Ruby chocolate

Deep dive inside Van Houten’s new ruby chocolate powder - LISTEN

By Anthony Myers

- Last updated on GMT

Deep dive inside Van Houten’s new ruby chocolate powder - LISTEN

Related tags Ruby chocolate Cocoa

In our latest podcast interview, we talked to Freek van der Knaap, Van Houten’s Vice-President Vending & Beverages EMEA, about the launch of ruby as a chocolate drink powder, which is aimed at professionals working in the catering and confectionery industry.

The rise of Barry Callebaut’s ruby chocolate shows no signs of abating since it was introduced in 2017 and has been used by confectionery companies and artisan chefs in everything from KitKats and ice creams to chocolate truffles. Now it has been turned into a chocolate drink powder, for Van Houten, the group’s own heritage brand.

Van Houten_Freek van der Knaap_Portrait 750
Freek van der Knaap. Pic: Van Houten

What we’re  trying to do is to take a product that has a very precarious and very unique colour, and taste, and make that into a product that still has that very unique colour and taste in a hot beverage," ​van der Knaap said.

“So when you add other components to the extent that it can be milk or water and you heat it up to 70, 80 degrees the colour and tastes are, under pressure of changing and that's exactly the time we took to take a product that works in a solid state and make it work in a hot, liquid state.

“And at the end, we came up with a product that is 94% ruby chocolate – and also we added some fruit concentrates too to preserve the colour at temperature.”


Innovation is in the Van Houten brand, which was founded by the Dutch family nearly 200 years ago after the invention of the cacao press to create a chocolate drink powder. It has been owned by the Barry Callebaut Group since 1998.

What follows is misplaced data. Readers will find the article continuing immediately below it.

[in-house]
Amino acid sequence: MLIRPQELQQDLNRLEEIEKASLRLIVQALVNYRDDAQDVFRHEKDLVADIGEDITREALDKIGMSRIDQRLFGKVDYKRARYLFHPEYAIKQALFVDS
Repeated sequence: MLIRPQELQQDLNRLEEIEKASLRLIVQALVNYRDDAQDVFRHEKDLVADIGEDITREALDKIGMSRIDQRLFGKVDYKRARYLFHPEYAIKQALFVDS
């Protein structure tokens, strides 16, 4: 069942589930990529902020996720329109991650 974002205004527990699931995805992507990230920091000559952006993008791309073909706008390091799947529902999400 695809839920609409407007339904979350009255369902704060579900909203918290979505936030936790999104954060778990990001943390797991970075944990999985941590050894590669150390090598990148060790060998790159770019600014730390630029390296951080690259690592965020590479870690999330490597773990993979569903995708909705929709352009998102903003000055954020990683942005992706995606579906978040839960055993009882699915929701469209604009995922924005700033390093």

As well as a chocolate drink, the ruby powder can be used in other applications, said van der Knaap. For example, the brand has been experimenting blitzing it in a blender with ice cubes with excellent results.

The powder can also be used for baking ruby chocolate cakes, he said.

We did test it and  it works in a sense that the flavour is totally there when you have that ruby muffin or ruby chocolate cake - but because you've baked it at a high temperature for long period, the colour is going to inevitably change a little bit, so it lacks a little bit of the intensity, and  that also depends on the amount of ruby powder used in the total recipe of your muffin or cake. So, let's say, in terms of taste or quality, you can absolutely use ruby in other applications such as baking​.”

  • To hear more on the use of ruby, the so-called fourth type of chocolate’, as a chocolate powder, listen to the full interview with Freek van der Knaap in our podcast.

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